Case builds for treading lightly, not just flooring the pedal


Auto Racing

October 20, 2002|By Sandra McKee

Not long ago in Dover, Del., Winston Cup champion Jeff Gordon talked happily about the prospect of his tires wearing out. It might seem a strange thing for a race car driver to be cheery about, but not in Gordon's case.

His special talent is driving race cars. That's why he has four Winston Cup titles.

"I hate it when all you have to do is put your foot down all the way around a racetrack from pit stop to pit stop," he said.

Gordon and some of his competitors know how to do more. They know how to conserve their tires. They also know how to drive a race car without a lot of downforce (built-in aerodynamic controls that help keep a car on the race track). That ability used to give them an edge over a lot of other drivers who just put down that heavy foot.

And that's why crew chief Jimmy Makar was not so subtly campaigning during a conference call for NASCAR to hurry up and change rules governing downforce and tires.

Makar is not Gordon's crew chief, but his driver, Bobby Labonte, is another of the men who knows how to save his equipment and make the most of what he has.

"Until we change a few things in our series as far as the way we compete on the racetrack, you're going to continue to see the pit strategy be a major player in how things happen and who wins races," Makar said.

That's not the kind of racing Makar grew up watching. Rules, he said, combined with all the money, technology and good personnel available, create a thin line between success and failure.

"It doesn't take much today to not look good," he said.

In Makar's mind -- and Labonte's, and Gordon's, and probably Dale Jarrett's and a few others -- the art of racing was the fun part. It was knowing you had to prevent tire wear on the right front or the left rear if you wanted to have the car to be beaten at the end. Figuring out how to do that made it interesting.

"You used to have certain race car drivers that would be known as [the guys] that [go] out there and [run] very fast for a short period of time," Makar said. "Then, you had another guy that would take care of [his] tires and would come on later in the race. It made for an exciting situation where you had a guy with his car going away -- his tires giving up -- and another guy pacing himself and catching the other guy.

"You don't have that anymore. I think we need to get back to it. It makes for an interesting mix on the racetrack."

Makar said he hopes NASCAR will change some rules by next season that will impact aerodynamics and reduce tires' durability to help get the drivers back into the equation.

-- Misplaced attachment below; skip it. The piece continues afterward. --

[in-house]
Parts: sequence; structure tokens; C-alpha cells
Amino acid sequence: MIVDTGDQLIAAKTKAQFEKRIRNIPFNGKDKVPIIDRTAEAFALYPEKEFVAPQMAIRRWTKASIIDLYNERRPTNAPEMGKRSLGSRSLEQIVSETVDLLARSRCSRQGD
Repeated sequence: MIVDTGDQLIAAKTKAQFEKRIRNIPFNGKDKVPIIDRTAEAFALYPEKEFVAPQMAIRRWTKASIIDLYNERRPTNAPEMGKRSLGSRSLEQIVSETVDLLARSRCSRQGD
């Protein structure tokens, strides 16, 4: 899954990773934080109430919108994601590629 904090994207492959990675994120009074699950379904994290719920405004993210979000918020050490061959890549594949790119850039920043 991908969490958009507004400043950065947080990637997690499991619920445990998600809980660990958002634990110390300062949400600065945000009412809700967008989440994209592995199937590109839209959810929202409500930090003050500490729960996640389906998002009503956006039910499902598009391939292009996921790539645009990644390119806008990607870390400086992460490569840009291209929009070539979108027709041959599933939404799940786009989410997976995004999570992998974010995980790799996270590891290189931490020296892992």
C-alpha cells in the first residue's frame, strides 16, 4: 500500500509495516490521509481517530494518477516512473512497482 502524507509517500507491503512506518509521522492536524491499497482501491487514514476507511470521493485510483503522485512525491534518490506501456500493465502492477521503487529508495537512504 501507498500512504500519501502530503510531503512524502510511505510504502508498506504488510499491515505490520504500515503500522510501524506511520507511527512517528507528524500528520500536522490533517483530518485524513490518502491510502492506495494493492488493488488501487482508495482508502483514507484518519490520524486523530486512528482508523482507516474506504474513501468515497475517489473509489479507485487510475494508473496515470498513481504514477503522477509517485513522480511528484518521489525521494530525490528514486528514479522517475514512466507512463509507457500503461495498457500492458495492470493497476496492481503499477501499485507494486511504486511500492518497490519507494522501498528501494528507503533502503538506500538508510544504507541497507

"I know they're talking about it," he said. "We need it so we can have a little more racing on the racetrack and have to depend less on the pit stops."

A deal is a deal

Winning isn't everything, after all. Even though Jamie McMurray won last weekend's race at Lowe's Motor Speedway near Charlotte, N.C., car No. 40 owned by Chip Ganassi Racing with Felix Sabates will have Mike Bliss driving today at Martinsville (Va.) Speedway.

Why? Because McMurray is contracted to race a Busch Series car for Brewco Motorsports.

"Coming into this situation, we knew that I could not race in the Winston Cup event at Martinsville," McMurray said. "My first priority is racing the [Busch car]. We are ninth in points right now and looking for a strong championship finish. I'll be back in the 40 car in Atlanta, and I look forward to continue gaining experience with the Chip Ganassi Racing team for next season."

Next season, McMurray, who like Bliss is subbing for the injured Sterling Marlin, will run for Winston Cup Rookie of the Year.

Race party

Octoberfest is known as a time for a good party, and at Hagerstown Speedway, they're planning to have quite a good time next Saturday and Sunday afternoons with the track's own version of the celebration.

Three-time feature winner Donnie Kreitz of Sinking Springs, Pa., leads the list of early entries for the super sprint portion of the Octoberfest 350. The annual fall event brings together the top drivers in the super sprints, the big block modifieds, the late models and the small block modifieds --dirt-track racing's top four divisions.

On Nov. 3, the track will try again -- after two rainouts -- to run the 28th Turbo-Blue Racing Gasoline Hub City National 150.

Winston Cup vs. NFL

NBC Sports' rain-delayed coverage of the UAW-GM Quality 500 Winston Cup race last Sunday earned its highest rating ever against the NFL, a 5.0 national rating/10 share (about 5.3 million households), according to Nielsen Media Research.

(The rating is the percentage of television households in the United States tuned to a given broadcast, with each point representing 1,055,000 homes. The share is the percentage watching a program among those households with TVs on at the time.)

The race also faced 2 1/2 hours of head-to-head competition from the deciding game of baseball's American League Championship Series.

Nuts and bolts

Jaques Lazier returned to the cockpit of an Indy Racing League car last weekend for the first time since suffering a back injury during an IRL race in April. In a test at Kentucky Speedway, he turned 77 laps with Team Menard.

Corvette Racing celebrated its season-long dominance in the GTS class after a ninth win in 10 ALMS races at the 10-hour/1,000 mile Petit Le Mans finale. Corvette drivers swept the drivers' championship. First went to Ron Fellows. Johnny O'Connell, Fellows' driving partner, finished second, and co-drivers of the No. 4 Corvette, Andy Pilgrim and Kelly Collins, tied for third.

In the LMP class, Tom Kristensen (232) held off Audi teammates Rinaldo Capello (230), Frank Biela (209), Emanuele Pirro (206) and Johnny Herbert(206), who swept the top five spots.

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